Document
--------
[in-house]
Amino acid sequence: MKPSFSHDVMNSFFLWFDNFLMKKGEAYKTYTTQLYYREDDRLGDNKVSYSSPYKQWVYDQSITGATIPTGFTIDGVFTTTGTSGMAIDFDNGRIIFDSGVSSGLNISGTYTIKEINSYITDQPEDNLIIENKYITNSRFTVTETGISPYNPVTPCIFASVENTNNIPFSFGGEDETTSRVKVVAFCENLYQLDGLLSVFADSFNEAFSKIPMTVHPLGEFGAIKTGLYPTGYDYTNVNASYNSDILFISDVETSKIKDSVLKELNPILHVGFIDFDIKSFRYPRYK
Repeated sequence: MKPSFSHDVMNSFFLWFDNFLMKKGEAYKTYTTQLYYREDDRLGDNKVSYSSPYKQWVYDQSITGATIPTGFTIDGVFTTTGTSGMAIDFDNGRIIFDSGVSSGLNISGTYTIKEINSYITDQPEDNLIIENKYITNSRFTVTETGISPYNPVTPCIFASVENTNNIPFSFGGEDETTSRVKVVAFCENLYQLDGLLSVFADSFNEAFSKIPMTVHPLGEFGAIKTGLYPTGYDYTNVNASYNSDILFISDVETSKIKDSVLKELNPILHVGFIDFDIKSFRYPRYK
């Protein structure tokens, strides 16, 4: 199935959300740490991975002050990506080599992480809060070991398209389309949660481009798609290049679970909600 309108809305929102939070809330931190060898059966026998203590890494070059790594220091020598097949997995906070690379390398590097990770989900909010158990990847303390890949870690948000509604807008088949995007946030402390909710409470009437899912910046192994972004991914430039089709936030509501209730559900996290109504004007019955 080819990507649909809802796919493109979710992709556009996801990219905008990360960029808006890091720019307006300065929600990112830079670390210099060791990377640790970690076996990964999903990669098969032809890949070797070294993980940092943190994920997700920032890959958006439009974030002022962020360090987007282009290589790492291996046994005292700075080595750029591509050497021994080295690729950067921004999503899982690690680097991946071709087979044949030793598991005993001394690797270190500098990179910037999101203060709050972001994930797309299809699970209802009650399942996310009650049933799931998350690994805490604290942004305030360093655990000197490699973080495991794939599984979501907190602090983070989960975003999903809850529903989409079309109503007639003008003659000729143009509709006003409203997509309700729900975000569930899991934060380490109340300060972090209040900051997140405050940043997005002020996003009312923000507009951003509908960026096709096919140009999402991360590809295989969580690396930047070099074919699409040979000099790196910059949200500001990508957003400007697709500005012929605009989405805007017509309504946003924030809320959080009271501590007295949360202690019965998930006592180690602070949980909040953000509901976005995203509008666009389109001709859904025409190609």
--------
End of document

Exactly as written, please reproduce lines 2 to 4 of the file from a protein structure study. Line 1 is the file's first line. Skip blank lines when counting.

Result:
Amino acid sequence: MKPSFSHDVMNSFFLWFDNFLMKKGEAYKTYTTQLYYREDDRLGDNKVSYSSPYKQWVYDQSITGATIPTGFTIDGVFTTTGTSGMAIDFDNGRIIFDSGVSSGLNISGTYTIKEINSYITDQPEDNLIIENKYITNSRFTVTETGISPYNPVTPCIFASVENTNNIPFSFGGEDETTSRVKVVAFCENLYQLDGLLSVFADSFNEAFSKIPMTVHPLGEFGAIKTGLYPTGYDYTNVNASYNSDILFISDVETSKIKDSVLKELNPILHVGFIDFDIKSFRYPRYK
Repeated sequence: MKPSFSHDVMNSFFLWFDNFLMKKGEAYKTYTTQLYYREDDRLGDNKVSYSSPYKQWVYDQSITGATIPTGFTIDGVFTTTGTSGMAIDFDNGRIIFDSGVSSGLNISGTYTIKEINSYITDQPEDNLIIENKYITNSRFTVTETGISPYNPVTPCIFASVENTNNIPFSFGGEDETTSRVKVVAFCENLYQLDGLLSVFADSFNEAFSKIPMTVHPLGEFGAIKTGLYPTGYDYTNVNASYNSDILFISDVETSKIKDSVLKELNPILHVGFIDFDIKSFRYPRYK
């Protein structure tokens, strides 16, 4: 199935959300740490991975002050990506080599992480809060070991398209389309949660481009798609290049679970909600 309108809305929102939070809330931190060898059966026998203590890494070059790594220091020598097949997995906070690379390398590097990770989900909010158990990847303390890949870690948000509604807008088949995007946030402390909710409470009437899912910046192994972004991914430039089709936030509501209730559900996290109504004007019955 080819990507649909809802796919493109979710992709556009996801990219905008990360960029808006890091720019307006300065929600990112830079670390210099060791990377640790970690076996990964999903990669098969032809890949070797070294993980940092943190994920997700920032890959958006439009974030002022962020360090987007282009290589790492291996046994005292700075080595750029591509050497021994080295690729950067921004999503899982690690680097991946071709087979044949030793598991005993001394690797270190500098990179910037999101203060709050972001994930797309299809699970209802009650399942996310009650049933799931998350690994805490604290942004305030360093655990000197490699973080495991794939599984979501907190602090983070989960975003999903809850529903989409079309109503007639003008003659000729143009509709006003409203997509309700729900975000569930899991934060380490109340300060972090209040900051997140405050940043997005002020996003009312923000507009951003509908960026096709096919140009999402991360590809295989969580690396930047070099074919699409040979000099790196910059949200500001990508957003400007697709500005012929605009989405805007017509309504946003924030809320959080009271501590007295949360202690019965998930006592180690602070949980909040953000509901976005995203509008666009389109001709859904025409190609």